By Allan Muir
The Chicago Blackhawks needed more than a win against the Minnesota Wild Friday night. They needed to prove, to themselves if no one else, that they could correct the mistakes that permeated their play in the series opener.
Chances are they're feeling a lot better after Game 2.
The Hawks fired 77 shots toward Wild goalie Josh Harding. They pursued the puck relentlessly. They took full advantage of their speed and creativity. And they made Minnesota's top players look like overmatched Pee Wees in a decisive 5-2 win.
Here are four key takeaways from the game:
• The stat of the night? The Blackhawks are 27-0-3 this season when Patrick Sharp is in the lineup. "Just got to make sure I play every game, then, right?" he joked after scoring a pair of goals. Sharp missed 20 games during the regular season with various injuries, and while the Hawks obviously managed just fine without him, it's hard to imagine them going all the way without his ability to contribute in all three zones.
• Not to diminish another fine performance from Harding—who set a franchise record with his 43 saves tonight—but this game turned on another solid effort from Corey Crawford. Specifically, his one-man penalty kill in the second that snuffed any comeback hopes the Wild held while the Hawks nursed a 2-0 lead. Crawford made seven saves during the frantic Minnesota blitz, including four on Zach Parise from close range along with a dangerous re-direct off the stick of Ryan Suter.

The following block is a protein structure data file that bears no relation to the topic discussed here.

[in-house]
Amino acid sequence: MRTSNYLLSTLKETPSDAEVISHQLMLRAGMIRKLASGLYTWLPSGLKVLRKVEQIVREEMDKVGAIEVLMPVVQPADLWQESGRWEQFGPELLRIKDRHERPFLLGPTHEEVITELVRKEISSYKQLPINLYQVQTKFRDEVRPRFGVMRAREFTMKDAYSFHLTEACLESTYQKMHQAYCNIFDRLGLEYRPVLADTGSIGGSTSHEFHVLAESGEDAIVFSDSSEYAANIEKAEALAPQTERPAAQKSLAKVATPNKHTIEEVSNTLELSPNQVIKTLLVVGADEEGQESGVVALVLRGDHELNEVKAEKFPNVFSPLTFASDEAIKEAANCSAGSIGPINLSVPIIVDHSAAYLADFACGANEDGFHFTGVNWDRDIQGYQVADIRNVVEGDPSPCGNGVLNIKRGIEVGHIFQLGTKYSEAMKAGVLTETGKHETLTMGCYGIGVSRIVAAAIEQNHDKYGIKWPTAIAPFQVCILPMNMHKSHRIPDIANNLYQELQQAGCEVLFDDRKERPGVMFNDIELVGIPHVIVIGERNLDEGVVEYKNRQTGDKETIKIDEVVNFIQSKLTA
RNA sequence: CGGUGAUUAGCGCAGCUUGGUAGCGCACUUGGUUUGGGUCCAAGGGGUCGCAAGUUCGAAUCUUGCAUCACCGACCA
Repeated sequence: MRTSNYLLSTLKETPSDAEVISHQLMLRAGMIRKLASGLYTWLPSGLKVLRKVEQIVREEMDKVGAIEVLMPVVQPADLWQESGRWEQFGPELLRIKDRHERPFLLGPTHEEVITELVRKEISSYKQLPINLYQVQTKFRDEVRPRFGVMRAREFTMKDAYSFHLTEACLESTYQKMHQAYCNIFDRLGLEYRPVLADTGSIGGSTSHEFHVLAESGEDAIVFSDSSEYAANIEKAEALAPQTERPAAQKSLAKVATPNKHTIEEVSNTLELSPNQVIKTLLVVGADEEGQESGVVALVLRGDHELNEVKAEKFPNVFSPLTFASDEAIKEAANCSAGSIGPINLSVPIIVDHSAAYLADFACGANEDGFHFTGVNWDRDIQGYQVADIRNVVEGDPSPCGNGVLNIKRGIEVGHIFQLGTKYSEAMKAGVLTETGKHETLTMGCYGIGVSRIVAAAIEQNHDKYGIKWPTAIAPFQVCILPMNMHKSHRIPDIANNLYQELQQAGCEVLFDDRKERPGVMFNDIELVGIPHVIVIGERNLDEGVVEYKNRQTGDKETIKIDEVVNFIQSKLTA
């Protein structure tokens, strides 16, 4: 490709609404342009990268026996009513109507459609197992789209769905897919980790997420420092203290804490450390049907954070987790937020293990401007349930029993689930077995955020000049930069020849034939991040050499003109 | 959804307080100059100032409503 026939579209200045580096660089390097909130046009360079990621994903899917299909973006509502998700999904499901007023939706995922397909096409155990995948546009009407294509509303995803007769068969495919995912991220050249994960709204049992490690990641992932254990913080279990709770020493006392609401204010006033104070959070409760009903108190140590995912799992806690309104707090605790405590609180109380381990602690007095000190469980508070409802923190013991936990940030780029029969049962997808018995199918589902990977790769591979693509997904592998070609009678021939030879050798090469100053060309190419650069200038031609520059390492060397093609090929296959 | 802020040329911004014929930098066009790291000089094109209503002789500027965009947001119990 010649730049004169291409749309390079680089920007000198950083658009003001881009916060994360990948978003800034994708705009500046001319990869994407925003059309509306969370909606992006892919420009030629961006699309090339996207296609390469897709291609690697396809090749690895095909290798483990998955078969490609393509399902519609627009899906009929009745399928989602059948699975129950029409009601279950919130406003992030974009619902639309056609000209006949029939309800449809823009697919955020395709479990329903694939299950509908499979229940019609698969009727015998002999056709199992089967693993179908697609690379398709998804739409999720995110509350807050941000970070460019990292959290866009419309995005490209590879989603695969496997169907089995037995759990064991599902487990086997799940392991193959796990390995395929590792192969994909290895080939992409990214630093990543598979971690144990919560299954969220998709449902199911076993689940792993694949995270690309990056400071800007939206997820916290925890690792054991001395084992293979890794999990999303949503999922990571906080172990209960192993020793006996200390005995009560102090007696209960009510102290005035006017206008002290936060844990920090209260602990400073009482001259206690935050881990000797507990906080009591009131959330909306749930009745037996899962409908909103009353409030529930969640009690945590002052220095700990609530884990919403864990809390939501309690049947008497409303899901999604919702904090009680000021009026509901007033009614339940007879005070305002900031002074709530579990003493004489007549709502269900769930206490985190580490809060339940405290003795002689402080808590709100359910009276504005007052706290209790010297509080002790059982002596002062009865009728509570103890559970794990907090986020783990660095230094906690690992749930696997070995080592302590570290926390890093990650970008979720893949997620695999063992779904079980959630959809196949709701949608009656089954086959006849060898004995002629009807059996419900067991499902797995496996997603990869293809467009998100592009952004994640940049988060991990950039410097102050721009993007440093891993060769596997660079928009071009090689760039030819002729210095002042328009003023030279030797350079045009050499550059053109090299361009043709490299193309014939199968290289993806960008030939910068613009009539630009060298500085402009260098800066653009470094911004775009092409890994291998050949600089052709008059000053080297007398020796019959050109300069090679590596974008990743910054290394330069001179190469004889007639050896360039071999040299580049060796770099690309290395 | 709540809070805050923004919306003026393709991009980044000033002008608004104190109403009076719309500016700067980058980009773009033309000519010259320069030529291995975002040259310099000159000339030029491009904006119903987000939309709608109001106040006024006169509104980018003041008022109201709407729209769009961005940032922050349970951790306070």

Crawford put together a spectacular regular season—he and partner Ray Emery shared the Jennings Trophy for fewest goals allowed—but his reputation is still colored in broad strokes by his spectacular failings during the 2012 playoffs. Since allowing that softie to Cal Clutterbuck early in Game 1, he's played like someone fully capable of taking this team on a deep run.
• Go ahead and call Michal Frolik a prime-time player. After scoring just three goals this season, he polished his rep for failing to deliver in the regular season, but tonight's game was a reminder that he comes up big when it matters. With his pair of goals, he now has six in 13 career playoff games. Neither was a work of art, but by driving the net and pouncing on rebounds he showed the commitment to scoring the way it has to be done this time of year.
It'll be worth watching to see how this impacts his confidence around the net. Depth is regarded as the possible difference maker for Chicago this spring, so if the fourth line starts chipping in, they'll be on the right path. • Suter and Jonas Brodin were minus-2. Parise and Mikko Koivu each earned a minus-3. For the Wild to have any chance at turning this into a series when the scene shifts to St. Paul on Sunday, their best players have to be better players. To be fair, Parise did have seven shots go along with six hits, but he's not being paid to simply compete. He has to produce. If he doesn't, this set won't get to a Game 5.